The bottom half of the order IS the bottom half of the order for a reason. The top of the order get runs the Flashy way; home runs, doubles, triples, line drives and the like. The bottom three batters in your lineup really only have one job; see a lot of pitches and make the pitcher work. This is why the value of players like Kawasaki and Saunders is not readily apparent.
Kawasaki does not have overwhelming power nor is he exceptional at contact hitting. He does, however, see a lot of pitches and stretch out at bats. If a bottom third of Saunders, Pompey/Pillar and Kawasaki can see between five and six pitches per at bat, have ONE of the three get on base, either via walk, bunt or otherwise, and at least establish a THREAT to steal, if not steal a base outright, then they are doing their job.
They could conceivably put a man on second or third when the rotation rolls over and give the lead off man the chance to drive in a run. That’s doing your job when you’re the 7th, 8th or 9th guy in the batting order. If you look at guys like Saunders, Kawasaki, Tolleson and, presumably, Izturis, they are all players capable of doing those little “Small ball” things while providing sound defense at their positions.
That’s all you need. You don’t need Ryan Braun batting 8th in your lineup. From an economic perspective, it would be money well wasted to invest in “glamour” players where role players will do because it would be money better spent on pitching.
As for Michael Saunders, I think we can at the very least expect him to provide solid production from the bottom end of the lineup. If he really catches fire, he may be able to bat second or lead off (when/if Reyes is injured) when he is hot and seeing the ball well (maybe 30 starts hitting second if JD runs cold), steal a fistful of bases and give the pitcher something to worry about when he gets on base.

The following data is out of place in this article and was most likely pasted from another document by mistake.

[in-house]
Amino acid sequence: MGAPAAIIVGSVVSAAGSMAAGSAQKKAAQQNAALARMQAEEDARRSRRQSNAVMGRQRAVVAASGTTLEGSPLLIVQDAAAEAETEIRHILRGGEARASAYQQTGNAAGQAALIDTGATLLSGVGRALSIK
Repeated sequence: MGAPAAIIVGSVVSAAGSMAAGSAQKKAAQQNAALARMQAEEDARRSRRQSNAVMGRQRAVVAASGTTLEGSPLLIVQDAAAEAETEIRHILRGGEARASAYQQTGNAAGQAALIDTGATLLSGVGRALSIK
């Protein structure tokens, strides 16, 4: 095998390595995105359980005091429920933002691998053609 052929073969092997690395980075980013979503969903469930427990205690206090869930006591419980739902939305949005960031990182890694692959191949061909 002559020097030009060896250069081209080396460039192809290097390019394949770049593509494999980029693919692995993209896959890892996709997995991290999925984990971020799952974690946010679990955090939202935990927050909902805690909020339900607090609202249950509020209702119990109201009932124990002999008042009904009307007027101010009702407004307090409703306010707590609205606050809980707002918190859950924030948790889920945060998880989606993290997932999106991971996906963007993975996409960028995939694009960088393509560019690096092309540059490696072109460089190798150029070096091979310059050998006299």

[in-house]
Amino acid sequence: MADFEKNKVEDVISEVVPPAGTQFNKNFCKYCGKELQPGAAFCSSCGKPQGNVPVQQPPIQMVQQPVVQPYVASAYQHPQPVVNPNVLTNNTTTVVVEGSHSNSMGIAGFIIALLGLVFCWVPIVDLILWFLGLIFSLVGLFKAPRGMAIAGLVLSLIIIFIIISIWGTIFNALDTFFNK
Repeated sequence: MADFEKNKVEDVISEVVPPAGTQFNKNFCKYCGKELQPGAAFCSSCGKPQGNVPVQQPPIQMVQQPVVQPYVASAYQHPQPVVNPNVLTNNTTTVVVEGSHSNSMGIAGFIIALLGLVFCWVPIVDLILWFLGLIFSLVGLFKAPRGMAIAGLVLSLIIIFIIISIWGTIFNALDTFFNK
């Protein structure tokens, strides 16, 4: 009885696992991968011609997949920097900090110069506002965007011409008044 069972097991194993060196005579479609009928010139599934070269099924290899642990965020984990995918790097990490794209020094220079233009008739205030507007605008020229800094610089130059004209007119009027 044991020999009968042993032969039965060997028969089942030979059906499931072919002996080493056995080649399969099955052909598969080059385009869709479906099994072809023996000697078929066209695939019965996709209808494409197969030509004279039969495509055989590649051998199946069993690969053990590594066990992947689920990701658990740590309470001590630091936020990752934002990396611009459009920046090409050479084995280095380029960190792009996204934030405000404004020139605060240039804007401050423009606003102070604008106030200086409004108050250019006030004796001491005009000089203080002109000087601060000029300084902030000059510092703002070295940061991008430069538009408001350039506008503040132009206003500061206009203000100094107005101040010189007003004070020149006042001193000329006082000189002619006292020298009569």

These are all the little things that the Jays have needed out of Kevin Pillar, Dalton Pompey, Anthony Gose and Ryan Goins that they just couldn’t deliver consistently and that’s what Saunders will really be able to provide the Jays that they sorely need. CONSISTENCY in defence, consistency at the dish, and a reliable presence who might not tear the cover off the ball or set his cleats on fire, but won’t suffer the prolonged slumps and inexplicable lack of production that has plagued otherwise highly-touted prospects in the past.
Saunders is stoked to come to Toronto and remind the baseball world that he has a lot to contribute to a ball club. Not only can he be a part of bringing the Jays back to the post season, but if he does, he will be earning himself a big pay day down the road for his efforts.
So, with all that being said, the question in Jays fans minds remains “Now what? What comes next?”
#1 Another OutFielder
Hey, Rajai Davis, remember us? You know we always loved you up here! The Jays aren’t dying for help at center Field, but a little veteran support on the cheap would be handy. Davis would be a perfect addition to this club to provide a bit of a “Small ball” feel to the club. Yes, I am aware that he is not getting any younger and yeah, I know this is Rajai “Down and Away”-vis we are talking about here.
The fact remains, the only thing better than having ONE Micheal Saunders would be two of them. Pompey is better kept as a situational player to be used in developmental situations, running the bases and playing center for an inning or two in a late game rather than for 9 innings at a time. He hasn’t been consistent enough in the field or at the plate to earn a permanent spot on the team and a little “Grey power” wouldn’t hurt.
Ideally, a Torii Hunter or Nick Markakis type would have been ideal, but given that a 38-year-old was worth more money to the Twins than Casey Janssen was to the Jays, the fact is the Jays just can’t pay for that kind of talent. Even though Torii could be, in my opinion, THE piece that made the Jays contenders in the AL East, he’s also 38 and a huge risk given his hefty price tag.
Ditto Nick Markakis, who isn’t exactly a standout fielder, but he’s a steady .260ish hitter who sees a lot of pitches, doesn’t strike out a tonne and can hit doubles to the gap and drive in runs. Unfortunately, there are 29 other ball clubs who know that and most of them were willing to pay more for him than the Jays were, so that leaves us with the “Down and Away”-vis’s of the world.